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MRI is a method of creating images inside our body by utilizing radio frequency waves and a strong magnetic field. This method eliminates the risks of harmful x-ray radiation. Recently, MRI has become increasingly popular since the procedure is noninvasive; currently, there are no known side effects. In addition, the image quality is much improved, providing more clear and detailed images of the internal organs and tissues. MRI technology has become so advanced that we are able now to detect heart disease, strokes and cancer and other conditions.
Let’s begin with the basic structure of the MRI scanner.
A typical MRI scanner is a 7 feet high by 7 feet wide by 10 feet long. It is cylindrical in structure with an automated and protruding bed. The subject is placed on their back on the MRI bed which slides into the bore, the hollow inside of the cylindrical tube.
The most important feature of the MRI is the magnet. The magnets are quite strong (typically 0.5 tesla to 2 tesla) which is why many precautions are taken during MRI scans (See Safety Precautions below). The magnet, however, does not have an effect on the body but rather helps image quality. The typical magnets found in MRI scanners are as follows: resistive magnets, permanent magnets, and super conducting magnets. Resistive magnets are simply coils of wire around the bore. In order to generate a magnetic field, electricity is passed into these coils. Once electricity is passed into these coils, all of the coils turn to produce a north pole and south pole similar to the ends of a typical bar magnet. Different contours of coils are needed to scan different parts of the body; so, cardiac MRI utilizes coils that are different in shape from ones scanning the brain. Permanent magnets are basic magnets that do not require any energy. Like resistive magnets, super conducting magnets also have coiled wires with one major difference: the wire used is immersed in liquid nitrogen or liquid helium at very low temperatures and well-insulated so as not to affect the temperature within the hollow bore.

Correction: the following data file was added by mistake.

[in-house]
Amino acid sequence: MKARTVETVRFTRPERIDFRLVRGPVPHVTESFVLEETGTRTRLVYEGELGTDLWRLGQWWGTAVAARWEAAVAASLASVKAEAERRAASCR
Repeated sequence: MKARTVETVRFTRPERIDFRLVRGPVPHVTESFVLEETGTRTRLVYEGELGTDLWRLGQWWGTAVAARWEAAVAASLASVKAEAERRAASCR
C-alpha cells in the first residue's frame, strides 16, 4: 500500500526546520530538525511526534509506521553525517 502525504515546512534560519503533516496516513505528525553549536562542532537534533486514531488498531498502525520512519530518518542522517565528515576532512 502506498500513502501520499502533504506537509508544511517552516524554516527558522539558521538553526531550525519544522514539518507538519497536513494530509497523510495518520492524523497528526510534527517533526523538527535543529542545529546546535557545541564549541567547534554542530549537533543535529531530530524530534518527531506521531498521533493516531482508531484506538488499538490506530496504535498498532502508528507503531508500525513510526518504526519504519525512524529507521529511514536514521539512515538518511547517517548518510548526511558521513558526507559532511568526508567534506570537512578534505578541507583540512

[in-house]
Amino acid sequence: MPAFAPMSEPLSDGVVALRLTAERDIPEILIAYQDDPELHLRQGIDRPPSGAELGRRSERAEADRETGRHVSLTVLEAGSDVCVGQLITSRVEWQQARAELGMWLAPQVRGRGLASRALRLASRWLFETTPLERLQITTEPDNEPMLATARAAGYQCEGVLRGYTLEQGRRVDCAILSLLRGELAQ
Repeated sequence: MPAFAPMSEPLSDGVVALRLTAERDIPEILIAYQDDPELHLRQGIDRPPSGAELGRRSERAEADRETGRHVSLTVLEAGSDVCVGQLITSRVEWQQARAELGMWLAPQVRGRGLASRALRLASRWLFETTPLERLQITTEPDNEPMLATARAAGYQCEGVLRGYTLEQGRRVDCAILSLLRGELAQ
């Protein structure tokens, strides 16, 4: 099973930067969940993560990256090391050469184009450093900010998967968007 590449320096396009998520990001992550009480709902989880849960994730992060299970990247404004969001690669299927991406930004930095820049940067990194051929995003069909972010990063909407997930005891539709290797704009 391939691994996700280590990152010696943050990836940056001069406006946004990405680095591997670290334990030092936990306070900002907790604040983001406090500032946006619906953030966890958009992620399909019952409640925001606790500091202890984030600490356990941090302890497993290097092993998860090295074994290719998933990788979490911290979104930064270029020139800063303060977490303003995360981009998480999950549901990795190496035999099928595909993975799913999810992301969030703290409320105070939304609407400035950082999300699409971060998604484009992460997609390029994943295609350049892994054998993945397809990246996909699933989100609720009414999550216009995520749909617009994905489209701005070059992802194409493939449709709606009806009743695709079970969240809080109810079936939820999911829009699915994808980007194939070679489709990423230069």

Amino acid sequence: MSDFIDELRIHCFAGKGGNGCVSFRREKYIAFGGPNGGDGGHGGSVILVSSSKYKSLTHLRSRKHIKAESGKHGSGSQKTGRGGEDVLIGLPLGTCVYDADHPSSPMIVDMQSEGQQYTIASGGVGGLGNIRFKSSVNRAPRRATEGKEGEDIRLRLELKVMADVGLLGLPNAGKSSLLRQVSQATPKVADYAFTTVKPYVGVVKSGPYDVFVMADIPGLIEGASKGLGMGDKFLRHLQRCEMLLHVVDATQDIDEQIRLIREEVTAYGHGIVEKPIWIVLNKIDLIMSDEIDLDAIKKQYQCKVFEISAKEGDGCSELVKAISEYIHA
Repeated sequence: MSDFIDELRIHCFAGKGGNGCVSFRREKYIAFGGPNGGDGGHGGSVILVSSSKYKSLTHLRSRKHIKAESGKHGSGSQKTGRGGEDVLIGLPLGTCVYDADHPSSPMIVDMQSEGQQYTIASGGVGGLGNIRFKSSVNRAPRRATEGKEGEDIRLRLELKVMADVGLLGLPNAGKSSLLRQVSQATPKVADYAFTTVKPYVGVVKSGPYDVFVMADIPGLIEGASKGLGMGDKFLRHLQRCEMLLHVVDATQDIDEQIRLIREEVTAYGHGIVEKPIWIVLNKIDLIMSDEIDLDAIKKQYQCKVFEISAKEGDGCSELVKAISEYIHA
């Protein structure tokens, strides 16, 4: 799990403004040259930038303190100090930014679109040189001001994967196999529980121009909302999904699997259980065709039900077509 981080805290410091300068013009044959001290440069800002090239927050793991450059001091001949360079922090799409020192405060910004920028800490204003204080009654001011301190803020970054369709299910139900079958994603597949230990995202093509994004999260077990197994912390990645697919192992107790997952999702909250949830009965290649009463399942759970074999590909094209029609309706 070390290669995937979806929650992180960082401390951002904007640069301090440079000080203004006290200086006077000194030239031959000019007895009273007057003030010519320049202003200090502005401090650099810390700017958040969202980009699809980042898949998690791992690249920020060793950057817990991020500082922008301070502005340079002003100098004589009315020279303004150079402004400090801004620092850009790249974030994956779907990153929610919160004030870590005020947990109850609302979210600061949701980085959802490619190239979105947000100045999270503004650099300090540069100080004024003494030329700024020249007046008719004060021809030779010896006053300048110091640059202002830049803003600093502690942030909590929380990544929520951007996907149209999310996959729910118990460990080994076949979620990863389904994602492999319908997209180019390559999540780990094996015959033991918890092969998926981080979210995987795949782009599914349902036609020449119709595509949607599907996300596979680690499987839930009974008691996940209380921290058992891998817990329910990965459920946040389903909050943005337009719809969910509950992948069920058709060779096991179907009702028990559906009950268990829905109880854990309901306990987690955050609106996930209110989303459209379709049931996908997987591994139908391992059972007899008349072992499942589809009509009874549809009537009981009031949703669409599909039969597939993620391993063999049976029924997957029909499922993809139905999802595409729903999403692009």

The magnets align hydrogen protons in the area of interest, such as the heart. A radio frequency pulse is directed to these protons to “energize” them. Once energized, these protons spin. Once the radio frequency pulse is shut off, the protons release energy. The energy released activates the coils and sends information to the computer. The computer, using a mathematical analysis through Fourier transform, translates the information to an image.
The MRI is best for quantitative studies; MRIs can let doctors know the volume of the left ventricle, or the ejection fraction. The ejection fraction is the percent of the blood squeezed out of each ventricle after a contraction (usually around 60%). The MRI can measure myocardial mass, or the rate of blood flow.